Todd Hido spent the day in Oakland and Modesto with Khrystyna, his regular model/muse. Together, they tell a rather heavy-handed story of a young woman “on the fringe,” as one reviewer put it. She wakes up, lounges around for awhile, then gets dressed. She’s at first comfortable, if a little bit guarded, but later looks quite distressed. The story is broken up by a photograph of some adds for models and/or dates, and then the woman goes out for the night, where she’s seen in a sort of party outfit with some garish makeup, and, after what appears to be some romantic encounters and a mysterious photograph of a semi truck with the front windows curtained, ends up crying and disheveled, with a bloody knee, struggling to pull up her pantyhose. (Interestingly, a few of these pictures wind up in Hido’s Intimate Distance and on Landscapes, Interiors, and the Nude.)
Rob Hornstra visits a couple of men in Utrecht, photographing them, their houses and belongings, and the walk between their houses. His photographs capture the personalities and environments brilliantly.
Rinko Kawauchi’s Fundamental Cycles documents a train journey from Shiga to Tokyo. She admires some trees and dew-covered leaves on her way to the train, then daydreams about butterflies and flowers for a few minutes before turning her attention to scenes outside the windows: tunnels, countrysides, villages, passing trains, all blurred by the speeding train. At the end of the journey, she once again turns her attention to trees and the nighttime landscape.
Eva Maria Ocherbauer shot her A Midsummer Day’s Dream in Felgentreu, Germany. Some of her images appear to be manipulated, with animal vertebra, and something that looks like a Donkey costume inserted into some of the photographs of woods and weeds. I think there’s a story there, but I don’t really get it.
Martin Parr spent a day at home in Bristol. Each picture is captioned with the activity and time the photograph was made. He brushed his teeth at 6:12, made a cup of tea at 6:16, took the dog for a walk at 6:33, etc. At 10:56 some photobooks arrived, and his wife seems as pleased to see more books arriving as mine does… He worked for a few hours, then fed the dog, showed off a new suit, cooked dinner for friends (salmon, wrapped in foil, and cooked in the dishwasher with no soap… I’ll have to try that one day), washed up, had another cup of tea (peppermint this time), and ended the day with a sleeping pill at 11:32pm. Nice day, I guess, but the photographs are a bit off the cuff and snapshotty, much less composed than some of his other work.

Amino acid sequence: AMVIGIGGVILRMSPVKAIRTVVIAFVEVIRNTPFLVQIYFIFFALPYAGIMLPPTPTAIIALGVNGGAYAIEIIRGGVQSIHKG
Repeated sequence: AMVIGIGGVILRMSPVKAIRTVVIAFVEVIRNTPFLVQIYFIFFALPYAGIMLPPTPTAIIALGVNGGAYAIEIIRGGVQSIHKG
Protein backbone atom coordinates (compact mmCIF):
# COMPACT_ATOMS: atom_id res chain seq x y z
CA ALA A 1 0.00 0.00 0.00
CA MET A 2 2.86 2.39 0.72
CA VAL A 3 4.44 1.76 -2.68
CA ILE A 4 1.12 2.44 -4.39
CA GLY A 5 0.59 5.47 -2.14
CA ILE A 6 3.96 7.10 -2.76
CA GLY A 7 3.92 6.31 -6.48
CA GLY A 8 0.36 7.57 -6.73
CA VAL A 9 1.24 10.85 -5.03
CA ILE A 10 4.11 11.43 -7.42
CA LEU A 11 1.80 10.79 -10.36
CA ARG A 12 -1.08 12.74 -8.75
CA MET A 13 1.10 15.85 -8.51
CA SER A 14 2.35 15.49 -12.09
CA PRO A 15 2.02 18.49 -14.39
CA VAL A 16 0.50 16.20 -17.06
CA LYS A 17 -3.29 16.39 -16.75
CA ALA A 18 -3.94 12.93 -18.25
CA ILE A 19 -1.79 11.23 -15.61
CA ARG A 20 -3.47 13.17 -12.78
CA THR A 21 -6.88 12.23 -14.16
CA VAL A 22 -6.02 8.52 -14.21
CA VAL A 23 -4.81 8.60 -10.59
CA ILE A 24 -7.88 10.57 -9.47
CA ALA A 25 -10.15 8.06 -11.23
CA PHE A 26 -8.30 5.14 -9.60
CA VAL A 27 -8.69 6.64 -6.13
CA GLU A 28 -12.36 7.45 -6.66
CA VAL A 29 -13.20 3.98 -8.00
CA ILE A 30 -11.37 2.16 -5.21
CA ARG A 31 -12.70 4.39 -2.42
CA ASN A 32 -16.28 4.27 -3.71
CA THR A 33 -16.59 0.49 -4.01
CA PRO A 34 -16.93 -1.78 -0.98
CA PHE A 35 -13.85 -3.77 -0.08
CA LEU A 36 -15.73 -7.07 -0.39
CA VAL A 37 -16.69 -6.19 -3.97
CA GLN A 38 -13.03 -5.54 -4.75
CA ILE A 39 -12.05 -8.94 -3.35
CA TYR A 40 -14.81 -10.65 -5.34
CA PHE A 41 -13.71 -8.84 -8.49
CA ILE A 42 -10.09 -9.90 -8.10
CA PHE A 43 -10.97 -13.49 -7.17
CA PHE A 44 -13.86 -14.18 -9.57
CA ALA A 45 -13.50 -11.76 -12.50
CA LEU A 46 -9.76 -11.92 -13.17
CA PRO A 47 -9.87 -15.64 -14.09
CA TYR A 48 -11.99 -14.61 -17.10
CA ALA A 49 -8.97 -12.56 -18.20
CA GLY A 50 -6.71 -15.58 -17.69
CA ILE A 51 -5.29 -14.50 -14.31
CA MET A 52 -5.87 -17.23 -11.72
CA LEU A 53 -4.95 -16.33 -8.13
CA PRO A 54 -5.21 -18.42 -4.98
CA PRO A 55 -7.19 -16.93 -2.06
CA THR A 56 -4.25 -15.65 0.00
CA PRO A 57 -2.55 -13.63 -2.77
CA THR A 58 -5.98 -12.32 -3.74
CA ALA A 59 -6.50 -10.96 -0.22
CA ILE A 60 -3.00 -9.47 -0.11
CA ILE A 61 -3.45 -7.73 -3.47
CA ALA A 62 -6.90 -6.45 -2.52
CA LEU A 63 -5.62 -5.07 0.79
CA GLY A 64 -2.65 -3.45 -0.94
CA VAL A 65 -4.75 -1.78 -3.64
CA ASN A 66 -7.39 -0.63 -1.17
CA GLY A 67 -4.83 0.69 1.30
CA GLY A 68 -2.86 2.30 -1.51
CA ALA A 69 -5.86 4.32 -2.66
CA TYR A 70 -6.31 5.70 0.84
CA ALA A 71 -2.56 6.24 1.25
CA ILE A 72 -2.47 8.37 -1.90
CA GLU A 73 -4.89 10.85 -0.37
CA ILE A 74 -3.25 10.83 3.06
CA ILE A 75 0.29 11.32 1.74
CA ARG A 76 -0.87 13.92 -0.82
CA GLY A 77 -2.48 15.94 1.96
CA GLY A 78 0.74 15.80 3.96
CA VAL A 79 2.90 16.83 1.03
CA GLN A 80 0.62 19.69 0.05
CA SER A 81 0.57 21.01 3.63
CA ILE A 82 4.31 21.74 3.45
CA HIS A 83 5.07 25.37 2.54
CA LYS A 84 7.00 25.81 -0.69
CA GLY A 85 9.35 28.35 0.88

Alec Soth shot Gus the Great with a new Fuji Instax camera around the house in Minneapolis, focusing mostly on his son Gus, and scenes from the viewpoint of Gus. The scans are impressive and large, but they’re clearly Instax, with the blown highlights going to black, and the wonderful way that film renders things that are too close for the limited focus range of the Instax cameras.
Together, the individual volumes in One Day are a little bit uneven. All the photographers seem to work in a similar style, more or less, and while most seem to tell a story of the day or try to construct a loose narrative, I’m not sure all of them succeed. Hido is an overwrought exception, though I really love his work in general, and Hornstra’s walk from one friend’s house to another’s is exceptional. The others mostly leave me flat, and Parr just phoned it in, more or less.
The book covers and slipcase are made cheap-looking chipboard, but they all seems fairly well put together, and the books are nicely printed and bound. But at ~$200 list, it seems a bit expensive for what it is, and only really for hardcore photobook collectors, I think. Sure, the concept is interesting enough, but the results are a bit paltry.
Overall, One Day gets 3.3 stars.
That jungle site still has a few copies available new for ~$70 off list, and they’re readily available for $100 used (I got mine with a 50% off coupon from HPB, and I guess that was a good-enough deal, maybe). So if you’re a fan of one or more of the included photographers and strive to collect all their printed works, One Day should be in your library. Otherwise, maybe give it a miss.